What Kinds of Problems Prompt Returning Veterans to Receive Care?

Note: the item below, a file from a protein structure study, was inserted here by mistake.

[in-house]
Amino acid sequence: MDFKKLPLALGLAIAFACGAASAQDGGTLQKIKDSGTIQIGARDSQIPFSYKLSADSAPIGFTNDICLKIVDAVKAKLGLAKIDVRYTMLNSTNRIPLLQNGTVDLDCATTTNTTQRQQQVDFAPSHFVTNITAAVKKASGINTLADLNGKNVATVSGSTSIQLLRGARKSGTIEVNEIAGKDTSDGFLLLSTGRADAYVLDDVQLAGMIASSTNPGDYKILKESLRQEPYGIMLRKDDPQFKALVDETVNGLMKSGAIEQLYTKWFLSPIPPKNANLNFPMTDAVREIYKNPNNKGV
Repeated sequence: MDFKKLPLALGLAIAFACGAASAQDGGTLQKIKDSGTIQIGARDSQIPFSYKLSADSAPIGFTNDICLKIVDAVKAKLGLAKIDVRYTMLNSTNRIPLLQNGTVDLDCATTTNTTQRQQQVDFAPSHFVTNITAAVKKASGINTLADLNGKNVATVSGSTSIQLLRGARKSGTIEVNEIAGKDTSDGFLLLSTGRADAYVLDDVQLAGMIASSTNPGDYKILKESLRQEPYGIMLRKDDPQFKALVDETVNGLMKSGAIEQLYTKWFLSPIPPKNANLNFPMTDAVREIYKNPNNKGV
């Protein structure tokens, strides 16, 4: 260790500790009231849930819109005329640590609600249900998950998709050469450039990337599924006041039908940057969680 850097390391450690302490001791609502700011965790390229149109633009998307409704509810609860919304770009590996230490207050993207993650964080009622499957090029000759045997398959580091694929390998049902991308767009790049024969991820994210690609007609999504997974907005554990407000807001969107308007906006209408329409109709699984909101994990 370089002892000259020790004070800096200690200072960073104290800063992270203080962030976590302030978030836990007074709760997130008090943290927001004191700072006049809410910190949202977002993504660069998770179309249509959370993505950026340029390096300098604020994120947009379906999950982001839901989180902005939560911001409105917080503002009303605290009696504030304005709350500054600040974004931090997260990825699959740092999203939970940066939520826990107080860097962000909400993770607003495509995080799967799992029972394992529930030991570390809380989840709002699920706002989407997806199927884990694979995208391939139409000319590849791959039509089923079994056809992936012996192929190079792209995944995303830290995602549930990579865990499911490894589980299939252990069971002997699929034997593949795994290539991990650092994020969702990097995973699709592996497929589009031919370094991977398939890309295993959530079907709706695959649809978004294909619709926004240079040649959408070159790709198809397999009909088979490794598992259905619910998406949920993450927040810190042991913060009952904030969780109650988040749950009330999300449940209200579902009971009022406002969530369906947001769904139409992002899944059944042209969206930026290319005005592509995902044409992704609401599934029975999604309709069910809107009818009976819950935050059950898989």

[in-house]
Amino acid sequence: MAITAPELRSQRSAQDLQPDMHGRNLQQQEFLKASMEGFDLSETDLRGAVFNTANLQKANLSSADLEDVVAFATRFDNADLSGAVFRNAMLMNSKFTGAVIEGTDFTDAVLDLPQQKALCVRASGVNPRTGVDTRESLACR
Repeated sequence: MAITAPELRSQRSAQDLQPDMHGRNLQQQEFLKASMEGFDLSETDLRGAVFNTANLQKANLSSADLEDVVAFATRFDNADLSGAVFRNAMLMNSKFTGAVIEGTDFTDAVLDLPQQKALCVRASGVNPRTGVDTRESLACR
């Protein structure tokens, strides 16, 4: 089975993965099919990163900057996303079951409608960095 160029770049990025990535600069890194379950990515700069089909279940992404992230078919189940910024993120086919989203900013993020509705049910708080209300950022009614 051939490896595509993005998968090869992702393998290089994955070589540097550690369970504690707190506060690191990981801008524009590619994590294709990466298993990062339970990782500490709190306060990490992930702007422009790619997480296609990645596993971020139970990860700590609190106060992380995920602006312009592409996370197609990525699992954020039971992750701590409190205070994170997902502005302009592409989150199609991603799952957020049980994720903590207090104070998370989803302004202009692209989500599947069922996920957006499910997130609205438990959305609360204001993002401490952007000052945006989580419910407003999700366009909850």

Outside of general medical needs, mental health concerns affect a significant proportion of veterans. Research indicates that 15%–20% experience clinically significant symptoms of PTSD following military service, roughly double the percentage of their civilian counterparts.6,7 Diagnosis of PTSD requires exposure to at least 1 traumatic stressor (criterion A).8 Symptoms are separated into 4 clusters. Criterion B symptoms reflect intrusions, including dissociative flashbacks, nightmares, and intense physical and emotional responses to these memories. Nightmares are commonly reported when veterans request medical care. Criterion C symptoms include efforts to avoid distress, both internally (eg, not thinking about the event) and externally (eg, avoiding situations [crowds, loud noises, busy areas] that evoke a threat response). Here, use of alcohol and other substances may serve as significantly impairing efforts to avoid PTSD-related distress. Criterion D symptoms reflect emotional numbness, feeling detached, and experiencing a loss of pleasure (ie, anhedonia). However, depressive symptoms are quite common (present in over 50% of patients with PTSD) as is use of substances (40%). Additionally, many veterans report a bevy of difficulties following military service, including conflict within family (couples, parenting), work, and leisure.8